This school year has been…suboptimal. It was an inauspicious beginning when the school year began on “demo day.” Last spring, water damage in our home led to an unplanned remodeling project that encountered constant delays despite my best efforts. The time allocated to prepare for the year was chiseled away by communicating with contractors and the constant interruptions to choose paint colors or a profile for the countertop edge. For the first several weeks of school, workmen arrived daily at 7:45 am. When the work finished, the illness began. We were sick more this fall than in the previous several years combined. The term ended with a literal bang when the trunk of my SUV slammed on my head, and I sustained a concussion. The problem, however, was none of these things: not the noisy workmen or vomit in the carpet or the 5:00 am nebulizer treatments. The problem was me.
As my children grow, so does the complexity of simultaneously teaching multiple grades, and my good desire to educate well easily slips into worry and anxiety. The ceaseless life disruptions were frustrating, but ultimately, they served to distract me from the fact that a significant part of my teaching was motivated by worry. The state of a teacher’s soul has ripple effects that extend into every aspect of her students’ education. If we are driven by anxiety, the humanity of our students suddenly becomes the obstacle rather than the job. Anxiety orients away from wisdom and virtue towards measurable outcomes such as finishing the math book. I like to finish things: finish the math lesson, check it off. How else can I consider the day’s labor and know if it is good?
In seasons like these, I return to Sarah MacKenzie’s Teaching from Rest: A Homeschooler’s Guide to Unshakeable Peace. She lovingly reminds us that what God calls us to is faithfulness, not success. She writes, “When she doesn’t understand the day’s lesson, it isn’t a setback; it’s just God showing us our marching orders for the day.”1 It is my job to teach well, but I cannot control the outcome. God gives us grace not for potential outcomes but for daily faithfulness. MacKenzie explains,
We only receive grace for reality. God does not bestow grace on us for all of the things that we think might go wrong in the future – for the possibility that a child will fail the SAT, will not have the tools he needs for a college education or a bright future, or even, more immediately, for the likelihood that this math lesson will end in tears.
No, we are given grace for right this moment – for reality. We must operate within that reality and within the laws of nature as we steward our garden. We can fret all we want that God will not turn our tomato seeds into cucumbers, but to what end?2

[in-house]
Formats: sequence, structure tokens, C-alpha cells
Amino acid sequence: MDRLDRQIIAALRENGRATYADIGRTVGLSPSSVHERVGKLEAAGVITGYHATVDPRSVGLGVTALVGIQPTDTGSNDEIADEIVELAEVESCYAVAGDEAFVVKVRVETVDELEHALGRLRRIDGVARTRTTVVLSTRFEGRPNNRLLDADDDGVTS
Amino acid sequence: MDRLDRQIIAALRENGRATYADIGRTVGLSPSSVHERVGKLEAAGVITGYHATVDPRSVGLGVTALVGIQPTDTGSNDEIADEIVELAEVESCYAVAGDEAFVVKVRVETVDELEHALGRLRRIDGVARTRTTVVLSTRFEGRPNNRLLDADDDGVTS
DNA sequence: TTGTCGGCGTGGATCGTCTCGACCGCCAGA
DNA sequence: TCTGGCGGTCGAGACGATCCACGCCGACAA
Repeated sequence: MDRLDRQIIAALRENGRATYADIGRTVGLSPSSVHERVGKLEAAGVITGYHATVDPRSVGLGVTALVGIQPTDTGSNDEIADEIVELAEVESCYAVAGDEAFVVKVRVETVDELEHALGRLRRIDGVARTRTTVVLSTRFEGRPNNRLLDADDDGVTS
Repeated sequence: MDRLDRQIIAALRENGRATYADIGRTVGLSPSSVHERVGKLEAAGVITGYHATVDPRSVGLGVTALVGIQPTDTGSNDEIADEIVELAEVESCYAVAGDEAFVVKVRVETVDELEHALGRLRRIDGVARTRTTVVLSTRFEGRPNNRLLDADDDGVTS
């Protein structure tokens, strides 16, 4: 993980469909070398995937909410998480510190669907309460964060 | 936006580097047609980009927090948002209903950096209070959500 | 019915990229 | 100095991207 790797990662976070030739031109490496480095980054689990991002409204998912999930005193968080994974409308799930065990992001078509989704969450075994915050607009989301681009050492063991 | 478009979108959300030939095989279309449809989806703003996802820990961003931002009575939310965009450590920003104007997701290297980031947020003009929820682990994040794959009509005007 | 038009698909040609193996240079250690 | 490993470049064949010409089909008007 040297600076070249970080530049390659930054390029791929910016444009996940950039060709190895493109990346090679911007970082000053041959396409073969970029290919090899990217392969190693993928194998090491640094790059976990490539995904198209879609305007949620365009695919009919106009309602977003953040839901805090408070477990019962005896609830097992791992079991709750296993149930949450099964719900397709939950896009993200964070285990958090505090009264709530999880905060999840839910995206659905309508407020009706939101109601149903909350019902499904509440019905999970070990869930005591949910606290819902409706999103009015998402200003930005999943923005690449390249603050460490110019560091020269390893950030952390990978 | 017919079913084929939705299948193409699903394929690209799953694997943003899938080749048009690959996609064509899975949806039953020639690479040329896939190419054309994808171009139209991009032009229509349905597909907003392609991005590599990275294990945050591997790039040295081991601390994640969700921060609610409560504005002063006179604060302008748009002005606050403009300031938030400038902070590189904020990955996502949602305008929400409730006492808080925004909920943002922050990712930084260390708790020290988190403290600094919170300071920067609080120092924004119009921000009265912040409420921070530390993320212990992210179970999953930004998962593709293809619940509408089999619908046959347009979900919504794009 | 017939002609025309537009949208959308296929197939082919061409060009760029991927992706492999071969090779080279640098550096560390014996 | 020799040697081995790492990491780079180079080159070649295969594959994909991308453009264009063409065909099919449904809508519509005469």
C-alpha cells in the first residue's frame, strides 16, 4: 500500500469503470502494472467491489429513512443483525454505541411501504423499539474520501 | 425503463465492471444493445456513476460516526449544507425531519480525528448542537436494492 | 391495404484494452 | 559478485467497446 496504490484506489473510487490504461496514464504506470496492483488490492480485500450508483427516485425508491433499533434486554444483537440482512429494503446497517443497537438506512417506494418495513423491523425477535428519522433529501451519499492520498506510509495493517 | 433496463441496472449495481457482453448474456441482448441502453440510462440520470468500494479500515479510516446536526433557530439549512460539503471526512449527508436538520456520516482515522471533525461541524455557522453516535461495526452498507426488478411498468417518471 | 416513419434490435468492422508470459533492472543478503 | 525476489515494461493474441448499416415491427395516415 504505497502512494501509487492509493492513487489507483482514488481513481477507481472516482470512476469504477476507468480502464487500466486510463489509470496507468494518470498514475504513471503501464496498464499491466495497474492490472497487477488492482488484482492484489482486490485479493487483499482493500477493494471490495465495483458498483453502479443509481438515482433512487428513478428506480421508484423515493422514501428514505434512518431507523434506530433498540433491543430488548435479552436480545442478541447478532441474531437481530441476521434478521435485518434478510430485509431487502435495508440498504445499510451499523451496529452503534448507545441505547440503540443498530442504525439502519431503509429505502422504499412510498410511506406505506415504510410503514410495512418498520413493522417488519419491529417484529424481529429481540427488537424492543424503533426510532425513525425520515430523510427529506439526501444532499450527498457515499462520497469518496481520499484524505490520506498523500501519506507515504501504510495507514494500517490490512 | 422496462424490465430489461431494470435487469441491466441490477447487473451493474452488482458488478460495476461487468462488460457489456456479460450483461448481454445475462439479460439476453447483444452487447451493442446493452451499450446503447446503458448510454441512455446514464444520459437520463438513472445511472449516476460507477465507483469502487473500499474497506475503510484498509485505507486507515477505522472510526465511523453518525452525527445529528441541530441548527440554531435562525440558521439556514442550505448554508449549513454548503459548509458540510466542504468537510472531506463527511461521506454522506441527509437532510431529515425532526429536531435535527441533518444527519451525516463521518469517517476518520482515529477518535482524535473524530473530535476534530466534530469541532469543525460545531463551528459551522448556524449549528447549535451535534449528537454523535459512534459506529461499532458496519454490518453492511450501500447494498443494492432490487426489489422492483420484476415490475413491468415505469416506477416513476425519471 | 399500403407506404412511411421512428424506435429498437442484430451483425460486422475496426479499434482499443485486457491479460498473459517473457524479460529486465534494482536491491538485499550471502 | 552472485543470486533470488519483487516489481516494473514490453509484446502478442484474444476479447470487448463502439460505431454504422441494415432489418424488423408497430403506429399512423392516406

God gave us a pattern for doing a good day’s work: His work of creation was through the logos, and it was good. We grow in peace by looking to the logos. The logos of the lesson is what matters. The logos of the lesson is what we strive to imitate. The logos of the lesson is beautiful, good, and true, and looking to the logos is the path away from burnout. If you begin to ask yourself, “What is the logos?”, you are not just reading a poem or looking at a painting because it is the next thing on the list today. What is the logos of “The Raven?” What is the logos of The Adoration of the Lamb from the Ghent Altarpiece? What is the logos of math lesson #67? What is the logos of Act I, scene I, of Henry IV, Part I? Suddenly you are no longer “covering the material” and the day becomes much more peaceful and much more beautiful.
Considering the logos is a helpful means to gauge how faithfully you are inhabiting the principle of multum non multa. Is there too much work for you to consider the logos? Then it’s too much. Is something you are doing not important enough to spend time determining the logos? Then it should not be part of the day’s lessons.
A year ago, I would have considered these guidelines idealistic and unreasonable. But students are smart: if you are doing something to check a box, they will know. Then, they will develop contempt for the material or contempt for you (or both). With logo-centric education, the telos of the lesson is clear – you are leading them somewhere. Assessing the day’s work is also clear. Did they apprehend the logos? If not, why? Shall we try again tomorrow? Or is this a small seed sown for future learning?
1.Sarah Mackenzie, Teaching from Rest: A Homeschooler’s Guide to Unshakable Peace (Camp Hill, PA: Classical Academic Press, 2015), 6
2. Ibid, 13-14.